Whitley’s diagnosis affected Taydon more than his brothers, his mother Bekah said, partly because he’s older, but also because he and Del are close.

Del was there when Taydon learned to ride a bike while at the Calgary Stampede. Del was the one who taught Taydon that brushing your teeth with Mountain Dew wasn’t a good idea, and he even had an ID card for the boy, in case they got on a plane to go from rodeo to rodeo. .

“Seeing how much pain Del was in was a huge eye opener for the boys,” Bekah said.

Through Taydon’s online research, he discovered that the color of Rett Syndrome consciousness is purple. So he asked his mom for some purple rodeo shirts and socks. His socks, which he wears in football practices and matches, have a large “WRK” embroidered on them. Under his Gering High School football jersey, he wears a purple undershirt.

His western purple shirts, monogrammed with Whitley’s initials and a heart, are the most on display.

Del Ray Kraupie dreams of Taydon Gorsuch. The two have a history of friendship: Del helped keep Taydon on the road to the rodeo, fussed over him when he jumped his first heist, and when his daughter Whitley was born, Taydon announced she was her best friend”.
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Taydon’s socks are monogrammed with Whitley’s initials: WRK, in honor of the little girl. Bekah Gorsuch | Courtesy picture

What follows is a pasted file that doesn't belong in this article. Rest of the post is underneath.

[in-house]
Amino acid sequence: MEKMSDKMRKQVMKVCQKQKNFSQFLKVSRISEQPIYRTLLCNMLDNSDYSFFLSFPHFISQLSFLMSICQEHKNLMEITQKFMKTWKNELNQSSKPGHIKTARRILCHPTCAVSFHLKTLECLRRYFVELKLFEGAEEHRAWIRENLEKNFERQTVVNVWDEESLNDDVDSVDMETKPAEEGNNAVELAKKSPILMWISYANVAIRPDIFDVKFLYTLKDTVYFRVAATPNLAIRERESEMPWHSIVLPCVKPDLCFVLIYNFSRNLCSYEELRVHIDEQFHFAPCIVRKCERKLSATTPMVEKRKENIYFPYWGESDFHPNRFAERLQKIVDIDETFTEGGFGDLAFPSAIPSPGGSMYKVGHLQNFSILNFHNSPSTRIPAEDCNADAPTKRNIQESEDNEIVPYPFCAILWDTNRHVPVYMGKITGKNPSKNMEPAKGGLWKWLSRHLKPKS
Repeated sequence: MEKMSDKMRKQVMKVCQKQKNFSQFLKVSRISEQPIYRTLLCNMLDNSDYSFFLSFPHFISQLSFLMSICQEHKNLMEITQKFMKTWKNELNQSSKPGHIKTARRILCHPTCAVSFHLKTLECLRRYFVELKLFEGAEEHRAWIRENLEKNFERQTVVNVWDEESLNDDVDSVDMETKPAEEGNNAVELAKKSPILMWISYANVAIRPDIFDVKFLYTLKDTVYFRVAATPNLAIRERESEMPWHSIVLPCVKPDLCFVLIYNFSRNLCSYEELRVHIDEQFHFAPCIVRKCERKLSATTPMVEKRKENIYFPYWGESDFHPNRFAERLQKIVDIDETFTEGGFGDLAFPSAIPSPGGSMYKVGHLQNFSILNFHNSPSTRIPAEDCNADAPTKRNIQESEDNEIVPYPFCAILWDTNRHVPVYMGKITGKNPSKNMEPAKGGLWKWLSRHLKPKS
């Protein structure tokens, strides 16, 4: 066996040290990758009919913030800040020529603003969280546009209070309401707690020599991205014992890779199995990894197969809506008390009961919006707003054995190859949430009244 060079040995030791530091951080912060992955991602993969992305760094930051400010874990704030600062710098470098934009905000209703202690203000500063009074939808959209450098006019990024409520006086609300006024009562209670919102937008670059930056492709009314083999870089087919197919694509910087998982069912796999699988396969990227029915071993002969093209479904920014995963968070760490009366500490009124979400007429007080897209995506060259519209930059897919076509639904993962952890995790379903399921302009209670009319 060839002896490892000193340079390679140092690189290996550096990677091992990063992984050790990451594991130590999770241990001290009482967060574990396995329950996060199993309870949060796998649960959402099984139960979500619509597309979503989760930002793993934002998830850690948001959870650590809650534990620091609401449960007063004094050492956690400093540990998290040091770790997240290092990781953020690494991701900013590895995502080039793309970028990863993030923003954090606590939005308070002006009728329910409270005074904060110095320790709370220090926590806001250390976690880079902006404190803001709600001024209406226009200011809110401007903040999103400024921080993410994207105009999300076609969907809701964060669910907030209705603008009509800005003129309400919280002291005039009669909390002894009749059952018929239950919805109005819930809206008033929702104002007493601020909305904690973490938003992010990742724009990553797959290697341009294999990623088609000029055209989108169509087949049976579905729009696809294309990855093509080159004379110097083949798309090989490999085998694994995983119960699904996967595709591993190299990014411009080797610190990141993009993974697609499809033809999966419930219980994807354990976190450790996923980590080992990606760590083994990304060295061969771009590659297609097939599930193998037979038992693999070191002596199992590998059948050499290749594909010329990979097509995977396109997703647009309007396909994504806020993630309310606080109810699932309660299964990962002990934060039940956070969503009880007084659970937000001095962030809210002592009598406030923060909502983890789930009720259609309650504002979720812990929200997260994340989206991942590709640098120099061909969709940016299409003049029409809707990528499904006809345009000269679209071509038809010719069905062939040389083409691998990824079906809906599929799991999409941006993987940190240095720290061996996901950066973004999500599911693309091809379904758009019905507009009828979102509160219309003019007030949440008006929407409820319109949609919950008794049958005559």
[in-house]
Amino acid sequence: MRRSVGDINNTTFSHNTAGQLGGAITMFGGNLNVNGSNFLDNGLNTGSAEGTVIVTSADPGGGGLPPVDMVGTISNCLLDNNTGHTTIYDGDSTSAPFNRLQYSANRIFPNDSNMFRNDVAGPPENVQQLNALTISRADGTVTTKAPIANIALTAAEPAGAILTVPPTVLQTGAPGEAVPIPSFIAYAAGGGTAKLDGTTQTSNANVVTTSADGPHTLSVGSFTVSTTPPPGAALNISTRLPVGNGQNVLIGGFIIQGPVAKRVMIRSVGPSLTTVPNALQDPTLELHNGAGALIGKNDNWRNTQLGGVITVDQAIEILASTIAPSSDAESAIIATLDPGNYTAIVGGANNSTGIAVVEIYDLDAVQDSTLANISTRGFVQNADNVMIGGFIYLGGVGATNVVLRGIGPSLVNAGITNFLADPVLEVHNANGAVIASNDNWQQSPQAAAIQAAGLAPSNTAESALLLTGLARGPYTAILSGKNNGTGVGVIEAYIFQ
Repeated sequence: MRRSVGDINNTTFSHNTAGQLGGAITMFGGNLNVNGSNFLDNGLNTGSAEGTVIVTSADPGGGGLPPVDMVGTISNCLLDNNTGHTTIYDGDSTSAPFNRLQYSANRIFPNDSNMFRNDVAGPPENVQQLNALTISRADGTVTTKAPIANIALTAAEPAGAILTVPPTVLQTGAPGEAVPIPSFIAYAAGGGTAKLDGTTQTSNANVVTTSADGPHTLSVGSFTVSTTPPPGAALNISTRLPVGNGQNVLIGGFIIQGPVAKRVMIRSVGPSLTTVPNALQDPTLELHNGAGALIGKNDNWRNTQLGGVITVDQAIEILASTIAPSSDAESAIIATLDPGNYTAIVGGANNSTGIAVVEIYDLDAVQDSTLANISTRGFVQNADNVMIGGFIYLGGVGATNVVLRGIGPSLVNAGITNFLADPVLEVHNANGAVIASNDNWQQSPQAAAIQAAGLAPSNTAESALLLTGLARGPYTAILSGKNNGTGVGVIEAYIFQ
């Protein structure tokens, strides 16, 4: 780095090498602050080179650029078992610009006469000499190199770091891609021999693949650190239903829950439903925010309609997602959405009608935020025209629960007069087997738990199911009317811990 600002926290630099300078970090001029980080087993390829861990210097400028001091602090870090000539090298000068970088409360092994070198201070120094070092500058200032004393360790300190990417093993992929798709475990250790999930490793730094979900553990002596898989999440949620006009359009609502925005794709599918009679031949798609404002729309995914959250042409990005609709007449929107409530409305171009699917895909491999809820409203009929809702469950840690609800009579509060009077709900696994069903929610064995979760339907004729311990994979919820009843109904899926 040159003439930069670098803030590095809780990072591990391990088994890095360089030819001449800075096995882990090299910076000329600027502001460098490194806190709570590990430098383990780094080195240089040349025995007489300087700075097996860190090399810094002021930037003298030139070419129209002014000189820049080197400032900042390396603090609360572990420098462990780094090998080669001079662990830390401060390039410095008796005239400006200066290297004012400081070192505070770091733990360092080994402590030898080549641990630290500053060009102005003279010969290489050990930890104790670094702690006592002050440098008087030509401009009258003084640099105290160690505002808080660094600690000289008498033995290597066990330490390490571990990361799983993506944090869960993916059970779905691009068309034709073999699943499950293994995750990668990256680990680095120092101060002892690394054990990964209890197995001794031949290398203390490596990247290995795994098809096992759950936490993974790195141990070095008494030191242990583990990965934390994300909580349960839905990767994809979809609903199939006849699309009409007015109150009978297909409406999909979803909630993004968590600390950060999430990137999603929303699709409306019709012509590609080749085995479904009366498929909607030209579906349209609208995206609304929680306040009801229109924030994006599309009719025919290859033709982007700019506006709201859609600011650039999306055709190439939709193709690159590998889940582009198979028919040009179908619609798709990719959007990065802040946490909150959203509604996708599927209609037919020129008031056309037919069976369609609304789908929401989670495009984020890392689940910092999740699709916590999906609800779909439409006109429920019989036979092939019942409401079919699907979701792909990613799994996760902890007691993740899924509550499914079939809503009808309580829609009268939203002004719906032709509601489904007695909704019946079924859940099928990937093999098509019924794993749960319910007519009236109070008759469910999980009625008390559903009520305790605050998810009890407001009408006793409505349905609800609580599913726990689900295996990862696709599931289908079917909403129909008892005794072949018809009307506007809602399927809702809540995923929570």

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Dean and Bekah Gorsuch’s eldest son, Taydon, wears purple undershirts and purple socks, in honor of Whitley Kraupie, while playing football for Gering High School (Neb.). Bekah Gorsuch | Courtesy picture
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When Taydon was interviewed before competing in the national high school finals last summer, he urged the reporter to ask him about the purple shirt and the monogram.

The shirt and the monogram opened doors for conversation.

Once a man asked Taydon about his shirt and the letters on it. After Taydon explained his goal, the man revealed he was a pediatrician specializing in Rett Syndrome and gave Stacy his personal mobile number.

Taydon and his “best friend” Whitley Kraupie. After his diagnosis of Rett syndrome, he and his brothers, Trell and Teagan, researched the disorder. Taydon wears purple to his rodeos and high school football, to raise awareness of the disorder. Stacy Kraupi | Courtesy picture